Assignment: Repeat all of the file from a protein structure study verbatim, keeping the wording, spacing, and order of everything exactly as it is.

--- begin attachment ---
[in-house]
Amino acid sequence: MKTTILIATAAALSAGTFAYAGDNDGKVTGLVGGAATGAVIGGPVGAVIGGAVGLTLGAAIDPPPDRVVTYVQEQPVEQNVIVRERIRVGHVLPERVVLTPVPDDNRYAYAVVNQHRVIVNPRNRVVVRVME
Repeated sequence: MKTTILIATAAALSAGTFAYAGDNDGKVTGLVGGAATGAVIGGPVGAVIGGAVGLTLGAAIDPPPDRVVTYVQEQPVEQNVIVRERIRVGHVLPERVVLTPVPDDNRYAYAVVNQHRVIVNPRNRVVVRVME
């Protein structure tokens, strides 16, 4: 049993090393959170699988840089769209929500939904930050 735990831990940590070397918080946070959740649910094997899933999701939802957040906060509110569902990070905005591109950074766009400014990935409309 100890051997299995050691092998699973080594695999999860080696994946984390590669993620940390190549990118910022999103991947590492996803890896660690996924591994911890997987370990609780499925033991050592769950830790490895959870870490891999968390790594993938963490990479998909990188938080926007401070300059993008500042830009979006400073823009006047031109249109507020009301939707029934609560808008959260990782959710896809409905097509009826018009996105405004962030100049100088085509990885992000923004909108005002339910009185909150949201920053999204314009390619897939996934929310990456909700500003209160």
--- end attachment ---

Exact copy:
[in-house]
Amino acid sequence: MKTTILIATAAALSAGTFAYAGDNDGKVTGLVGGAATGAVIGGPVGAVIGGAVGLTLGAAIDPPPDRVVTYVQEQPVEQNVIVRERIRVGHVLPERVVLTPVPDDNRYAYAVVNQHRVIVNPRNRVVVRVME
Repeated sequence: MKTTILIATAAALSAGTFAYAGDNDGKVTGLVGGAATGAVIGGPVGAVIGGAVGLTLGAAIDPPPDRVVTYVQEQPVEQNVIVRERIRVGHVLPERVVLTPVPDDNRYAYAVVNQHRVIVNPRNRVVVRVME
């Protein structure tokens, strides 16, 4: 049993090393959170699988840089769209929500939904930050 735990831990940590070397918080946070959740649910094997899933999701939802957040906060509110569902990070905005591109950074766009400014990935409309 100890051997299995050691092998699973080594695999999860080696994946984390590669993620940390190549990118910022999103991947590492996803890896660690996924591994911890997987370990609780499925033991050592769950830790490895959870870490891999968390790594993938963490990479998909990188938080926007401070300059993008500042830009979006400073823009006047031109249109507020009301939707029934609560808008959260990782959710896809409905097509009826018009996105405004962030100049100088085509990885992000923004909108005002339910009185909150949201920053999204314009390619897939996934929310990456909700500003209160």